We are back from a month-long trip to England, where I had the pleasure of eating twice at Ottolenghi and once at Dishoom.  Both restaurants focus on Middle Eastern food, and both serve dishes absolutely packed with flavor. No matter what you order, it will feel like an explosion of flavors: hot, bright, lemony, spicy, with contrasting textures to make it all even more appealing. I came back home with the goals of being a bit less timid with how I season our food, and also of expanding my horizons as far as veggie side dishes are concerned. It’s not a secret that I have a weak spot for hummus and all things chickpeas. Hummus is great as a dip, but it is quite amazing when coupled with roasted veggies such as cauliflower. This recipe will prove it to you…

(from the Bewitching Kitchen, inspired by Simple)

for the salad component:
florets from 1 large cauliflower
1 teaspoon smoked paprika
1 teaspoon cumin seeds
olive oil to coat cauliflower
salt and pepper
⅓ cup walnuts, toasted
½ cup chopped green olives
parsley leaves to taste, chopped
juice and zest of on large lemon

for the hummus:
14oz can of chickpeas, drained and rinsed
2 tablespoons tahini
1 teaspoon ground cumin
1/2 teaspoon cayenne pepper
salt and pepper to taste
olive oil  to taste (less than 1/2 cup)
lemon juice to taste
water if needed to adjust consistency

Heat oven to 400°F.  Coat the cauliflower florets with olive oil, add all spices and mix well. Place in a single layer in a roasting pan and roast for 35 to 40 minutes, until golden brown and cooked through. Toast the walnuts on a dry, non-stick frying pan over medium heat until fragrant. Reserve.

Make the hummus by processing the chickpeas with the tahini, cumin and cayenne pepper. Season with salt and pepper, and with the processor running add the olive oil until it gets a creamy consistency. Add lemon juice, taste and adjust seasoning. If needed, add cold water to thin the hummus. Reserve.

Assemble the dish: in a large bowl, mix the roasted cauliflower florets with the walnuts, green olives, parsley and lemon juice.  Drizzle a bit of olive oil right before serving over hummus.


to print the recipe, click here

Comments: This was absolutely scrumptious! You could conceivably omit the hummus, but it adds a lot to the dish. It would stand as a full vegetarian meal if coupled with items such as farro, couscous, or bulgur wheat. We enjoyed it with boneless chicken thighs marinated in yogurt & smoked paprika, with a bit of plain rice. It was our first dinner after coming back home, jet-lagged, tired, but looking forward to sleeping in our own bed, with three very happy pups nearby. I missed them so much…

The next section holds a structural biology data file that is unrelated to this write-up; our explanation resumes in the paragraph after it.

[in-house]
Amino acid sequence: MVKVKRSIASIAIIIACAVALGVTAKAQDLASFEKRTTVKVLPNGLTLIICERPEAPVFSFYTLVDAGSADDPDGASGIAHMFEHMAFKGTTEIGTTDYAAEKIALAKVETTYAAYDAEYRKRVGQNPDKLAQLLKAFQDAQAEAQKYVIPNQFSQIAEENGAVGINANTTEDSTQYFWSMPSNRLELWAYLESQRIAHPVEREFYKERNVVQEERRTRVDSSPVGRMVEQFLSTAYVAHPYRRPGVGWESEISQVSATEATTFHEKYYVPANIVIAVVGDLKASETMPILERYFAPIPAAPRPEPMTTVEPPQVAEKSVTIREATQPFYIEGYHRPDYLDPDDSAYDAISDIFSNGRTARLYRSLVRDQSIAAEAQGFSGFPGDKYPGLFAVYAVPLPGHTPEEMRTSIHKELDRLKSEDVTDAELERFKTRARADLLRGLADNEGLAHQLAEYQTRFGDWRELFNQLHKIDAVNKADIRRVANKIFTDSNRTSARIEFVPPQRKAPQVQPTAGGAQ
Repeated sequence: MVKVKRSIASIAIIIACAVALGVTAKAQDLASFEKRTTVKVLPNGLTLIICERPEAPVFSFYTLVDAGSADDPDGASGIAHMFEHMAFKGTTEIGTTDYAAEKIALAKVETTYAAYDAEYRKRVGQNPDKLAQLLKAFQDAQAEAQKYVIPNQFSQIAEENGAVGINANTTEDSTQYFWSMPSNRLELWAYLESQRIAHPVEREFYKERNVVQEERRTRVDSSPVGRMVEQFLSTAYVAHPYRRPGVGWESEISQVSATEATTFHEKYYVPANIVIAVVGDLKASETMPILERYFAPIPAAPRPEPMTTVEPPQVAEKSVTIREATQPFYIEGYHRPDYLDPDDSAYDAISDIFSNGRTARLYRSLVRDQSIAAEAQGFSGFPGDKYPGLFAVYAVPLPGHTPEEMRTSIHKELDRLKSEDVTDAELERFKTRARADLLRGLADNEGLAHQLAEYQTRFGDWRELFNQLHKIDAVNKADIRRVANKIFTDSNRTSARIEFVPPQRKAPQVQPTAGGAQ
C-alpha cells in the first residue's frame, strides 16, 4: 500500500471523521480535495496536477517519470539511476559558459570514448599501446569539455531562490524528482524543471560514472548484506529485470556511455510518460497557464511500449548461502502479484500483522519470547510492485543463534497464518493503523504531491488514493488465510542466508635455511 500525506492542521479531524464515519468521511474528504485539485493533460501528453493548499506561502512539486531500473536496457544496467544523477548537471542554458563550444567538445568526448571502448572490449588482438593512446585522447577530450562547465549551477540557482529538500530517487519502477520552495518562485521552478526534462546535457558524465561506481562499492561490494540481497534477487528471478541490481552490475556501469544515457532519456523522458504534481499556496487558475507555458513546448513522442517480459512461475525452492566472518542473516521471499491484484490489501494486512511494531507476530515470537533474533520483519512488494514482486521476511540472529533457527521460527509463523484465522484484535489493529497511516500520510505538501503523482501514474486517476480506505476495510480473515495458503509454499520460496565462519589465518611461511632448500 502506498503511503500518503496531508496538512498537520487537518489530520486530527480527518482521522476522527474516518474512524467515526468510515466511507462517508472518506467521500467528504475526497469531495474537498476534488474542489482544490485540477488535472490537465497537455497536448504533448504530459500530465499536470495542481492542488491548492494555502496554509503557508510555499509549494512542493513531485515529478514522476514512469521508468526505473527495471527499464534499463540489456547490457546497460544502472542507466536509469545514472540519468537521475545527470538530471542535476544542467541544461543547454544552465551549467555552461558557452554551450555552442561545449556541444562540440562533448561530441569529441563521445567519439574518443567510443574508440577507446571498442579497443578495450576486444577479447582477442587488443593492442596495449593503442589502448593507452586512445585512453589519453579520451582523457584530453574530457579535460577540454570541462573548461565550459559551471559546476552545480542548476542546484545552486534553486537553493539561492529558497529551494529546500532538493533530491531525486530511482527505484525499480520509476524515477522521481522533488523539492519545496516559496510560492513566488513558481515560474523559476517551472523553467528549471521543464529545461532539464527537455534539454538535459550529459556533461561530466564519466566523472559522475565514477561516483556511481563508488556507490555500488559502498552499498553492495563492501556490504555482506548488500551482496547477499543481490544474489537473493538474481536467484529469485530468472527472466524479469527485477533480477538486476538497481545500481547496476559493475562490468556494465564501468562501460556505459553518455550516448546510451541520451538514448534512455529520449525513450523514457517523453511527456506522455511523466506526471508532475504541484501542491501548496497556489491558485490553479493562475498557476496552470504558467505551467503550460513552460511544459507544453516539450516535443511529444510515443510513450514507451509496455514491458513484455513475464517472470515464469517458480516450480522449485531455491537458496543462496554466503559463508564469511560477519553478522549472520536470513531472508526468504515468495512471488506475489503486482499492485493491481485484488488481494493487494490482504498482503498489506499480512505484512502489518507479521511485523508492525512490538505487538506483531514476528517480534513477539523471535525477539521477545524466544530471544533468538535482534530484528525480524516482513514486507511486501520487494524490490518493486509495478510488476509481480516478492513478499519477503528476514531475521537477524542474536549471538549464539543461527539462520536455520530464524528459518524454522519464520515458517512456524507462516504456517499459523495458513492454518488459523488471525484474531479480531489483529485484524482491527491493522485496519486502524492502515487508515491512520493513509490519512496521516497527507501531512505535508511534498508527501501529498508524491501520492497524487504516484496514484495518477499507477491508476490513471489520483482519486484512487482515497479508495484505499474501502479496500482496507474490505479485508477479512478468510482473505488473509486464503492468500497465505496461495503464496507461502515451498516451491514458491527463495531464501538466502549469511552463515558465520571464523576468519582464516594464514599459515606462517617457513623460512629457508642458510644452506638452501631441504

Dinner is served!

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SIX YEARS AGO: In My Kitchen – September 2013

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  1. Simply flavor-packed side dish, I’ve used roasted garlic hummus spread over flatbread pizza with similarly roasted cauliflower and olives, topped with arugula, a lemony tahini drizzle and Za’atar! The possibilities are endless! And I have always felt that the Ottolenghi books are responsible for opening my tastebuds for well seasoned middle eastern food!

    Liked by 1 person

  2. Oh Sally – now I am absolutely peagreen with envy !!! Which Dishoom – Covent Garden or Kensington or . . . 🙂 ? Please, please do a post about the two restaurants !!! Rave kind’of over, glad to see you back and hope for more news ! What a fascinating summer this has been for you . . . ! Meanwhile a wonderful recipe I’ll copy soonest . . . and that as a full meal . . . and love the idea of bringing smoked paprika into the rest of the field . . .

    Liked by 1 person

    • Went to the one in Soho. They don’t take reservations for less than 6 people, so I arrived early and had a very nice table.

      Had one of the signature dishes of the restaurant, a lamb stew melt in your mouth tender and a few other goodies.

      Ottolenghi was also nice, particularly a goat cheese tomato tart that was my main dish at lunch… with some amazing pea side dish and their mandatory eggplant tahini salad….


      • Thanks ! Uhuh ! Read up about the lamb stew before . . . don’t mean to put Ottolenghi ‘second’ – I just learnt about Dishoom way after . . .; I find it fascinating that the Great Britain the cooking of which was so disparaged when I was just beginning my adult life should now be so much in the exciting forefront of current culinary enterprise . . . I used to go to London for the opera and theatre and galleries . . . now it would so largely be to eat . . .. . .


        • Museums are amazing and most are free. Top of my list was a guided tour of Shakespeare Globe. Unforgettable. Period. It was my fourth time in UK, but being there for over a month allowed me to experience it better.


          • YES! As to the Globe . . . . still read Shakespeare to relax . . . *smile* you take me way back when I was filmed by the NSW Education Dept. doing Portia in ‘The Merchant’ . . . thanks for the memory, as the song says . . ., best . . .

            Liked by 1 person

  3. Welcome back! The pups must be delighted. I love Ottolenghi and am very jealous of you going to the restaurant. Have a cauliflower in the fridge and the ingredients for hummus so this recipe will be made very soon.

    Liked by 1 person

  4. You are so right about roasting cauliflower. And gilding it with hummus will be sensational. We have it once a week as a side — cut into slabs and roasted with just s&p and olive oil, roasted after tossing in oil flavored with toasted fennel, toasted cumin, turmeric and red pepper flakes. This will definitely make the rotation. Away from the dogs for a month must have been a real killer. Pretty sure I couldn’t do it — 10 to 12 days is my max.

    Liked by 1 person

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